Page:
As humans we are all used to doing things with our hands. In fact, during our days we probably do most things with our hands.
Unfortunately, that tendency extends to riding. It’s all too easy to ride with our hands and that leaves us focusing on our horses’ heads, rather than on their engines.
Recently I read an interview with Phillip Dutton. In that article, he describes a “lightbulb moment” for him that helped him understand the use of legs versus hands.
If I want to add strides on the approach to a fence, I don’t take back on the reins; I make my upper body tall and squeeze my horse up into the bridle with my leg. (I credit Olympic dressage veteran Donnan Sharp with inspiring my “light-bulb moment” about this legs-not-hands concept in my first dressage lesson with her: After watching me fighting with my hands trying to get my horse round and in the bridle, she had me hold the breast-collar strap in front of the pommel of my saddle with both hands, and in five minutes my horse was soft and round because I was pushing him to my hand instead of pulling back.)
I have had this same light bulb moment myself. However, since I am not as smart as Phillip Dutton, I’ve had it twice. And, of course even though I’ve had this moment, it doesn’t always play out in how I ride.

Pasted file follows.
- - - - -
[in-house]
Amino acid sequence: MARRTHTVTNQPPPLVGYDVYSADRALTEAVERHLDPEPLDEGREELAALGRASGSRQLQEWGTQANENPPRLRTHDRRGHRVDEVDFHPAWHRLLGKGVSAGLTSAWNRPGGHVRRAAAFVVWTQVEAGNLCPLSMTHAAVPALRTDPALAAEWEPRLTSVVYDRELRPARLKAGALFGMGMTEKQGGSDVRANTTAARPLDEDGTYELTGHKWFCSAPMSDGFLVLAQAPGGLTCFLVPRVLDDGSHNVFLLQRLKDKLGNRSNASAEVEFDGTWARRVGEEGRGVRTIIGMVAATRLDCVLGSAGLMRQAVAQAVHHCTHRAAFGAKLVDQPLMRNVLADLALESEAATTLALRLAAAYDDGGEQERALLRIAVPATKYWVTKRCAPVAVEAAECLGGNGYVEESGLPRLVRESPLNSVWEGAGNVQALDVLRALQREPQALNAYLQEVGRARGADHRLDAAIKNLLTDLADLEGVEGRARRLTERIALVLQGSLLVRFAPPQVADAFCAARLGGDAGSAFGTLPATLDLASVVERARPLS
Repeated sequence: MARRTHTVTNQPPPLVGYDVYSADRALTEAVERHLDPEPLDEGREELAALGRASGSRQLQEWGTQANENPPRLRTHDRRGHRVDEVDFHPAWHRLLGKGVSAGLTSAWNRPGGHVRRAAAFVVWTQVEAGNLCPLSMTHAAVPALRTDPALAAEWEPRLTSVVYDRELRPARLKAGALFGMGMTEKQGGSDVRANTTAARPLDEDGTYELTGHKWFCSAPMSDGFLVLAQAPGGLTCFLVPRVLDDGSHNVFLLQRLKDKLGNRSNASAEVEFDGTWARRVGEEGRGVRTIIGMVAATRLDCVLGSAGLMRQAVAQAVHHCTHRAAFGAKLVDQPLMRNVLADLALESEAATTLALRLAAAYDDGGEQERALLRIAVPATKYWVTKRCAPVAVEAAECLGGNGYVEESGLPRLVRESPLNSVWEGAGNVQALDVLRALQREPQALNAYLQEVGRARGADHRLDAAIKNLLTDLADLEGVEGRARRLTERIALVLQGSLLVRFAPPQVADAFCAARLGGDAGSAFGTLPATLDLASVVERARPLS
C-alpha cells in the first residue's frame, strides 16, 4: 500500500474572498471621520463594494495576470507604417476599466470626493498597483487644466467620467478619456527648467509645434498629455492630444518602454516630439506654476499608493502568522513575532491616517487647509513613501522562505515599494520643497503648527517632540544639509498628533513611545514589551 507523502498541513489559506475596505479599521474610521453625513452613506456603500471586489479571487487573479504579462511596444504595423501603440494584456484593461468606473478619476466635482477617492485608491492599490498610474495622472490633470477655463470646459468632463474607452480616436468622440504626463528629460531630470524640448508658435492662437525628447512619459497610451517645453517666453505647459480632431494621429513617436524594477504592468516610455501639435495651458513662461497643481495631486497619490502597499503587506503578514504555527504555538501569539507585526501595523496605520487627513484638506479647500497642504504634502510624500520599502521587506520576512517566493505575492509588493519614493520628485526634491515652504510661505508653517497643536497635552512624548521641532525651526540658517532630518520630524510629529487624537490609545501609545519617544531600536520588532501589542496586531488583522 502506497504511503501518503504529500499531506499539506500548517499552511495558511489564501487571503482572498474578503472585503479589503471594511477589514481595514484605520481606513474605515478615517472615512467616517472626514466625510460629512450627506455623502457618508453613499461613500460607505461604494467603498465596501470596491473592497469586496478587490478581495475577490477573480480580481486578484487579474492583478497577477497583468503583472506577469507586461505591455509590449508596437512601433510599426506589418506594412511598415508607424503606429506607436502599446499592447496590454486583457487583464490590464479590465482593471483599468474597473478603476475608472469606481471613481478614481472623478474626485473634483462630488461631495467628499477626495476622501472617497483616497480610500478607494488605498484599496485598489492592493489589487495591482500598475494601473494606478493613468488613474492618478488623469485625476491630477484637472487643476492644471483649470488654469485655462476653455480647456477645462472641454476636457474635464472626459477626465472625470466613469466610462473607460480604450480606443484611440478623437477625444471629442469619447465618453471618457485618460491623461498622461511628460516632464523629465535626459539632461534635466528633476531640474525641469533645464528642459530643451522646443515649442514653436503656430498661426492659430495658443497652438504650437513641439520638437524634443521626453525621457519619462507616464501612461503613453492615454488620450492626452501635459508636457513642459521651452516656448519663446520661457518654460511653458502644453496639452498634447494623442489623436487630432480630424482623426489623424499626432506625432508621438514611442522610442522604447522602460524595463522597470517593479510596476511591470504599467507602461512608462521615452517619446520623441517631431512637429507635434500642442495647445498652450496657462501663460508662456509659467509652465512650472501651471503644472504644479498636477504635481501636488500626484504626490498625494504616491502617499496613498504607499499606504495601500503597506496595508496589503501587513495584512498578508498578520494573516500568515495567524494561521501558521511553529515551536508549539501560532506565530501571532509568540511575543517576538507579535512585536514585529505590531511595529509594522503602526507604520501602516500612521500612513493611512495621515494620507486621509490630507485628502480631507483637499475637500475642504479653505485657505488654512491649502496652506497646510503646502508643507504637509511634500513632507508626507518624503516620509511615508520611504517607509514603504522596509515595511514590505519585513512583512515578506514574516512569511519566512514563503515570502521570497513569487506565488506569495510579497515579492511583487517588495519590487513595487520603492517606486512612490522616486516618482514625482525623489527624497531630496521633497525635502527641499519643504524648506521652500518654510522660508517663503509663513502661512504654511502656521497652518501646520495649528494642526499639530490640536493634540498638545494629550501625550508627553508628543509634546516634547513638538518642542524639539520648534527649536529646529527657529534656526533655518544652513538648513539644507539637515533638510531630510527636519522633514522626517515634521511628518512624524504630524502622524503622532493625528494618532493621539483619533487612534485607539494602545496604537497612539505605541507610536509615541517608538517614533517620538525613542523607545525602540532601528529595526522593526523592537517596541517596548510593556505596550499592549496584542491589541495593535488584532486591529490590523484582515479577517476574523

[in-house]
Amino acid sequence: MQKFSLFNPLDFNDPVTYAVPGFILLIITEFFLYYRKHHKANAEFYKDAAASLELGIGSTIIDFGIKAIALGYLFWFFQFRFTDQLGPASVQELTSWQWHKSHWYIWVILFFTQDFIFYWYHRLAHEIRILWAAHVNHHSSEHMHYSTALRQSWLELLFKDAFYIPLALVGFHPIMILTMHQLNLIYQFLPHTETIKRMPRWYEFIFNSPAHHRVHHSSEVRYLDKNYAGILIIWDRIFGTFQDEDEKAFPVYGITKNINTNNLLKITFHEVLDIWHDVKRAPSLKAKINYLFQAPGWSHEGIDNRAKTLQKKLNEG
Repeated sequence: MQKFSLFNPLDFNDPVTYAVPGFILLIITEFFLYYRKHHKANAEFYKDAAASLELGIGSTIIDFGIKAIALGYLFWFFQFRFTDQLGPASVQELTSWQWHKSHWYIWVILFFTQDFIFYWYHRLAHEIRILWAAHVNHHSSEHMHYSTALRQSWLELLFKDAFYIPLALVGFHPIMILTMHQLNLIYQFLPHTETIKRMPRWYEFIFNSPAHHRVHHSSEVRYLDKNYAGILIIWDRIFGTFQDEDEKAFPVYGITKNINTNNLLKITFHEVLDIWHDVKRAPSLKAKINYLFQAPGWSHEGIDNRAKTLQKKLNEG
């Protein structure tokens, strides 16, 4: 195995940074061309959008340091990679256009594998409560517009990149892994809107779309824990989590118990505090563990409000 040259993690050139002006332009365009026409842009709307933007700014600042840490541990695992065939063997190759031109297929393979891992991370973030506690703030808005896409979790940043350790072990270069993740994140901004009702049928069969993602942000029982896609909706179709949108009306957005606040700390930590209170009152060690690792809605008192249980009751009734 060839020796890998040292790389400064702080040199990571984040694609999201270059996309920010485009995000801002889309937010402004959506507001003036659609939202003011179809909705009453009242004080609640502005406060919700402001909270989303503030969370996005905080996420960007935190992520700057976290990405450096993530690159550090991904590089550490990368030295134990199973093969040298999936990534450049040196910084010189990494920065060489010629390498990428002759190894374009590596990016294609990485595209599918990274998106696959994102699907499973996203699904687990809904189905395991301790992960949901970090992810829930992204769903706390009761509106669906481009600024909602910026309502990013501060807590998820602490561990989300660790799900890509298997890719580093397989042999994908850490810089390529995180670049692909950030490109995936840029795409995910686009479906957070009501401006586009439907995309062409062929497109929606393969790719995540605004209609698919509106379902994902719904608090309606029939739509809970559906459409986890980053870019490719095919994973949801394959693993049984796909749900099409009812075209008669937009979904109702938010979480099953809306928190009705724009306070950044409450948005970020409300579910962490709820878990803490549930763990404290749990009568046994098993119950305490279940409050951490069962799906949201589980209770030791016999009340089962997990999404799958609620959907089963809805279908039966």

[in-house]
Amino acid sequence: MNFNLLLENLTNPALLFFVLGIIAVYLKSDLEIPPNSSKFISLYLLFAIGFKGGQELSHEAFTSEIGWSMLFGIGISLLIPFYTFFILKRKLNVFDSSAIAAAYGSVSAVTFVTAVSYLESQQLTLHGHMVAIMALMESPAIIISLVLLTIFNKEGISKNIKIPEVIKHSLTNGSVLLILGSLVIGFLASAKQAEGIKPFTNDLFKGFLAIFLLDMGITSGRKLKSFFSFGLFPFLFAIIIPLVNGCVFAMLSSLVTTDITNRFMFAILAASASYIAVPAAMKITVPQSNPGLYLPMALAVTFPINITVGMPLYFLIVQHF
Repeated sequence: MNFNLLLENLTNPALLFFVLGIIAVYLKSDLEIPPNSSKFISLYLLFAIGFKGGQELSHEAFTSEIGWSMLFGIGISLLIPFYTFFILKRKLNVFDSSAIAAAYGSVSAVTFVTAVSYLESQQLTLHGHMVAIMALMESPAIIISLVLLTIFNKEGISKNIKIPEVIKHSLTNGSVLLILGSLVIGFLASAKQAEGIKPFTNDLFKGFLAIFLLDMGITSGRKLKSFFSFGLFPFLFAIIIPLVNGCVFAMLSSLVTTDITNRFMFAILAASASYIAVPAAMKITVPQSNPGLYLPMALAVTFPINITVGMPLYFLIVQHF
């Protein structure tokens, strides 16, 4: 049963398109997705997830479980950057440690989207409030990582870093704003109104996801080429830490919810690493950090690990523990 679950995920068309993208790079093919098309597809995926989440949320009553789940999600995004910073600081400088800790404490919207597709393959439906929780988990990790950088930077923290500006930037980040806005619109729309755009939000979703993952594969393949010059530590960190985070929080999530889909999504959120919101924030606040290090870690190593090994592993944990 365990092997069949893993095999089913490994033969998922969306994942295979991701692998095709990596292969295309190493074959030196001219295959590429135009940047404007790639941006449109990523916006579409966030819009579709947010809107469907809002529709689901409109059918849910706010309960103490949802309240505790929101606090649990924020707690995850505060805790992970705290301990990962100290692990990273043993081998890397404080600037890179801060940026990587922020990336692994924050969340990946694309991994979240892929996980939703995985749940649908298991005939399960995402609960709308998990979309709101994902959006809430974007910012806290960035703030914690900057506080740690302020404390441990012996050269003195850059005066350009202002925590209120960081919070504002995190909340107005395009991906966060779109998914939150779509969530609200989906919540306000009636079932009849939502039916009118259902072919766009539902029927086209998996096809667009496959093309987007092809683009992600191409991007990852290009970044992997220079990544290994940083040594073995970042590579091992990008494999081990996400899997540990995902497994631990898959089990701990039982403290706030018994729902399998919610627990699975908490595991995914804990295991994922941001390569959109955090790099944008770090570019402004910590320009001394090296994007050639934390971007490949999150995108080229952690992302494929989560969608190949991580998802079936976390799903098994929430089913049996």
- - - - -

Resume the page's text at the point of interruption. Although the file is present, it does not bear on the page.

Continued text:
The first time I made this realization I was riding an OTTB mare who was very fussy with her head. I was in a lesson with Renate Lansburgh, a dressage trainer in my neck of the woods. She explained to me that if *I* would just keep my hands still, stop fussing with her and put my leg on, she would accept my contact and stay still. It was just that simple. Well, not actually that simple because I wanted desperately to move the bit and fuss with her mouth; she just wanted me to stay still and give her a steady contact that she could feel comfortable with.
The second, more profound light bulb moment for me came when I was hunting. It was the first time I tried jumping Kroni in a simple side-pull hackamore in the hunt field. He jumped fabulously. I thought about it and realized that was because the side pull muffled the noise of my hands. I couldn’t fuss at him coming into each fence and that helped him jump better.
Since then I’ve made a consistent (even if not always successful) effort to ride with my seat, my legs and my back and keep my hands still. As Phillip describes, I’ve at times held onto the breast plate strap so that I couldn’t pull back or fuss; instead, I had to push my horse into contact with my legs. It was amazing to try it and realize how often I wanted to pull back with my hands.
My light bulb moments have made me very leery of trainers who expound a hands oriented approach to riding. I think that we have to remember that you should always ride your horse from back to front and your hands are there only to accept and to hold; not to bring the horse’s head down and not to rate your speed. Riding from the leg will always help put the horse in the bridle whereas riding from your hand will cause him to float behind it.